Salivary Gland Cancer

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Early Detection, Diagnosis, and Staging TOPICS

Survival rates for salivary gland cancer by stage

Survival rates are often used by doctors as a standard way of discussing a person’s prognosis (outlook). Some patients with cancer may want to know the survival statistics for people in similar situations, while others may not find the numbers helpful, or may even not want to know them. If you don’t want to read about the survival numbers for salivary gland cancer, stop reading here and skip to the next section.

The 5-year survival rate refers to the percentage of patients who live at least 5 years after their cancer is diagnosed. Of course, many people live much longer than 5 years (and many are cured). To get 5-year survival rates, doctors have to look at people who were treated at least 5 years ago. Improvements in treatment since then may result in a better outlook for people now being diagnosed with salivary gland cancer.

5-year relative survival rates (such as the numbers below) assume that some people will die of other causes and compare the observed survival with that expected for people without the cancer. This is a more accurate way to describe the prognosis for patients with a particular type and stage of cancer.

The rates below are based on the stage of the cancer at the time of diagnosis. When looking at survival rates, it’s important to understand that the stage of a cancer does not change over time, even if the cancer progresses. A cancer that spreads or comes back is still referred to by the stage it was given when it was first found, but more information is added to explain the current extent of the cancer. (And of course, the treatment plan is adjusted based on the change in cancer status.)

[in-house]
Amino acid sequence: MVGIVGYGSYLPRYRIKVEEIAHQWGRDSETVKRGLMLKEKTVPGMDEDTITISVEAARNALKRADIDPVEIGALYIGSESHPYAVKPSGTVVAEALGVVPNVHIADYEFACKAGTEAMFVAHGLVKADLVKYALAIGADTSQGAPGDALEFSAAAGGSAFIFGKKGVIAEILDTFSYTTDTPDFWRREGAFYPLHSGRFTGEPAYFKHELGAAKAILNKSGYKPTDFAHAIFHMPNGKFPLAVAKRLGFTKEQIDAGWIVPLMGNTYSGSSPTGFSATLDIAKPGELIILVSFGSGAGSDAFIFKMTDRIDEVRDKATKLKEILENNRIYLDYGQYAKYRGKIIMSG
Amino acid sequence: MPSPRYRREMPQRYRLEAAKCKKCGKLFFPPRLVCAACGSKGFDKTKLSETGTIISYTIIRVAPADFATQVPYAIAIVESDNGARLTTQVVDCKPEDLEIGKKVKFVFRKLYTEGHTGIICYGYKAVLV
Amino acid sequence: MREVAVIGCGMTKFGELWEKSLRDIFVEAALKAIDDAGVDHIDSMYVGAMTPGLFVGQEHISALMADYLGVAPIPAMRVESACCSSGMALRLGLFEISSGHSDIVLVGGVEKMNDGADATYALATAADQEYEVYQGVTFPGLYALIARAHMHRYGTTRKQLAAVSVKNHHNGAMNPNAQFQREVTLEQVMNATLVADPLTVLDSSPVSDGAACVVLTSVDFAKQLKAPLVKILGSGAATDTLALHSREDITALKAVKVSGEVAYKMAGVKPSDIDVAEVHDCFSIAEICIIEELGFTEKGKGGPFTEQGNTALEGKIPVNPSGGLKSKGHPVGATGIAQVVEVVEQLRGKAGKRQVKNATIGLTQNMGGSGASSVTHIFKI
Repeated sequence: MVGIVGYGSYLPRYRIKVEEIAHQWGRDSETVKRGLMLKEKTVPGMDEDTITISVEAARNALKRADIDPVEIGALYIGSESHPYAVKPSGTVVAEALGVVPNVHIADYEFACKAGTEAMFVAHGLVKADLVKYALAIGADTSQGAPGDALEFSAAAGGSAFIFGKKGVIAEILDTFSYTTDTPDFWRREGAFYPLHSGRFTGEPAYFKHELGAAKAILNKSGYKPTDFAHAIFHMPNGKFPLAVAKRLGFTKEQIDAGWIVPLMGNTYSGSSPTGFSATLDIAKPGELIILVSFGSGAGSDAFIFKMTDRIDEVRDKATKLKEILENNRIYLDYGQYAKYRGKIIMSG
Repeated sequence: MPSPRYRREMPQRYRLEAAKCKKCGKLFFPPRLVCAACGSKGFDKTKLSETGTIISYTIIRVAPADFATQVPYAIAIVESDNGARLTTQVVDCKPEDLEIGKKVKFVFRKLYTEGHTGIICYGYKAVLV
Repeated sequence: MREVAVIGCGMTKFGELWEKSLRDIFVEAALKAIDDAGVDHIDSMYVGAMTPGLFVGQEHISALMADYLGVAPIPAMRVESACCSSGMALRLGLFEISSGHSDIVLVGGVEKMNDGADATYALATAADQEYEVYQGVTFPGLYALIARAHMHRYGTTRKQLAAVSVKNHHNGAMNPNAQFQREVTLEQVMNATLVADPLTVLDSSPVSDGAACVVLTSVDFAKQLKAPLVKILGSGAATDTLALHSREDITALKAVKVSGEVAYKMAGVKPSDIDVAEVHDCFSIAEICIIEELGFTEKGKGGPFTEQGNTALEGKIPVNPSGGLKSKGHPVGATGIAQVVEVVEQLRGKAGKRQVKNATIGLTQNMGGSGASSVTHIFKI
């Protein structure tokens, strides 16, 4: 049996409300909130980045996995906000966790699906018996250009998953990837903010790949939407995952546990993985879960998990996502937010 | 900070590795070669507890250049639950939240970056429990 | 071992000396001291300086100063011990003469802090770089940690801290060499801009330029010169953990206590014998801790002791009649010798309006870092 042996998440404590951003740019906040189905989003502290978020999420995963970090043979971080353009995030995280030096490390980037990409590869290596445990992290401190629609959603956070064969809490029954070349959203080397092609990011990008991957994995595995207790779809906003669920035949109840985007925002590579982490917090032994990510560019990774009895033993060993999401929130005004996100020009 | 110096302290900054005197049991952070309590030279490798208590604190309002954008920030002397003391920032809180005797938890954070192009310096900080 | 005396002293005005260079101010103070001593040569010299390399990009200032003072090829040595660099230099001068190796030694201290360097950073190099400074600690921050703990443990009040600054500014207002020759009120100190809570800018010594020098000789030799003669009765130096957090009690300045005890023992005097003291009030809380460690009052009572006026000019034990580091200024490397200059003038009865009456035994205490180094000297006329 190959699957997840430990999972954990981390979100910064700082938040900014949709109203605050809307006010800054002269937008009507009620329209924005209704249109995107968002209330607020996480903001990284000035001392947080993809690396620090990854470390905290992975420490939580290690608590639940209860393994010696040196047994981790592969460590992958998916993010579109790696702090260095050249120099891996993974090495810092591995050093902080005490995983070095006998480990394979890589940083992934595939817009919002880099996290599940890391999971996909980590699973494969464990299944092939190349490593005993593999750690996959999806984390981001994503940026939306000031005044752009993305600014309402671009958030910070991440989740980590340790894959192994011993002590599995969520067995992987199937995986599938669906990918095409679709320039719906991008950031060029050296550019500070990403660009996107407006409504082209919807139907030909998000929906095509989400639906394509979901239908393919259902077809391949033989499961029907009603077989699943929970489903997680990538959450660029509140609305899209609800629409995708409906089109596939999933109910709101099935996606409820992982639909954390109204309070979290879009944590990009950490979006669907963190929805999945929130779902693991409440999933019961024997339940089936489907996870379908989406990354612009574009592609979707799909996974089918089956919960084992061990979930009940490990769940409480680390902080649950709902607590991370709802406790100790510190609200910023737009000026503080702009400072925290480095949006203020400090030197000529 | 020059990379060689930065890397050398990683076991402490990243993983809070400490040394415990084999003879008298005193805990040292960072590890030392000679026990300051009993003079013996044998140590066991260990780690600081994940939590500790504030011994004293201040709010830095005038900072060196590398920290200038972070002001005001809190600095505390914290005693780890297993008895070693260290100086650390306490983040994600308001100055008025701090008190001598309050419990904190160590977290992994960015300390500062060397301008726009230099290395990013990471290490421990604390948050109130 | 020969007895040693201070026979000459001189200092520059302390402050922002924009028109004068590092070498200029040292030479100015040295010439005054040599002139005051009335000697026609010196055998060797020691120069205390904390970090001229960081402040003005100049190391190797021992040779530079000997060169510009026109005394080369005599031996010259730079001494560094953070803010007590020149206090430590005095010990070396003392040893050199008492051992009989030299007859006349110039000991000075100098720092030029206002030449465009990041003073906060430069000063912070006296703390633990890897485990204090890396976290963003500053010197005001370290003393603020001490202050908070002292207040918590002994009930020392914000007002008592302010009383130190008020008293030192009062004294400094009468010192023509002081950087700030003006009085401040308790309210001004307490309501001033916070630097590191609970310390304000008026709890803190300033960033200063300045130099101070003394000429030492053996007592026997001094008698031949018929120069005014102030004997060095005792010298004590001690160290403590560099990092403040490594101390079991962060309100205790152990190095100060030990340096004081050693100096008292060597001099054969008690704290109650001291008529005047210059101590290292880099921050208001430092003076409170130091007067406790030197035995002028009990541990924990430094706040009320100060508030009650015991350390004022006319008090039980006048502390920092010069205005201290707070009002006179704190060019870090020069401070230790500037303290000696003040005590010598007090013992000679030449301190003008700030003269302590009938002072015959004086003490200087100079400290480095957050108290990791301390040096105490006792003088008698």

The numbers below come from the National Cancer Database, and are based on people diagnosed with cancer of the major salivary glands between 1998 and 1999.

Stage

5-year Relative
Survival Rate

 

I

91%

II

75%

III

65%

IV

39%

Again, these numbers include people who were diagnosed and treated many years ago, so the outlook for people now being diagnosed might be better.

Survival rates are based on previous outcomes of large numbers of people who had the disease, but they can’t predict what will happen in any person’s case. The stage of the cancer is important, but many other factors can also affect a person’s outlook, such as their age, the type and grade of the cancer, and how well the cancer responds to treatment. Even when taking these factors into account, survival rates are at best rough estimates. Your doctor is familiar with the aspects of your particular situation and can tell you how the numbers above might apply to you.


Last Medical Review: 01/13/2014
Last Revised: 01/13/2014